Tuesday, June 28, 2016

What does high stakes testing do to children's desire to participate in democratic society?

Since 1996, 47.9% (www.electproject.org) of eligible U.S. voters have participated in presidential and mid-term elections. That is an abysmally low number. We know that voter suppression and the violation of civil rights is a problem historically in the U.S.

Still, there are other factors at work here. Why do young people of all classes in US society, avoid participation in voting?

Why aren't voters under the age of 25 turning out in droves to participate in the electoral process?

There is an x-factor at work here. It has everything to do with how children are educated in the U.S.

What does that say about state and federal legislators capacity to implement legislation that promote the most important part of being a U.S. citizen?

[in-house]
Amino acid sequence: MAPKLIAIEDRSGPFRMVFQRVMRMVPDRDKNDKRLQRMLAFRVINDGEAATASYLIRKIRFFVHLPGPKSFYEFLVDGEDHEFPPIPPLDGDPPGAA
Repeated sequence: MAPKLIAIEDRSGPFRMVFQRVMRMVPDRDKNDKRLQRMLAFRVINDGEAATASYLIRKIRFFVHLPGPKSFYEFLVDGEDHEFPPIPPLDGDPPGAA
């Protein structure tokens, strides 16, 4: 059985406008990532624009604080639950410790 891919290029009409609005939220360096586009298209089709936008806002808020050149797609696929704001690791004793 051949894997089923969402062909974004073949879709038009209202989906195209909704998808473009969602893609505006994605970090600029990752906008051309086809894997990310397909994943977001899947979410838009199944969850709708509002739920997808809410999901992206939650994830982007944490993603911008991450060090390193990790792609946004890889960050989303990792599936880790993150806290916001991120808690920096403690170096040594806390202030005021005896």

It says that legislators do not listen to educators who understand the affects of standardized testing are not benign to the well-being of children or to society.

What does 16,000 hours of test-centric behavior modification do to a child during their formative years with respect to developing an outlook and attitude for participation in the social arrangement we call democracy?

Robert F. Kennedy once said, "The youth of our nation are the clearest mirror of our performance."

What does that mirror reflect when looking at the way K-12 education prepares children for participation in democratic society?

For the World's most important and most powerful democracy, it's not a pretty reflection:

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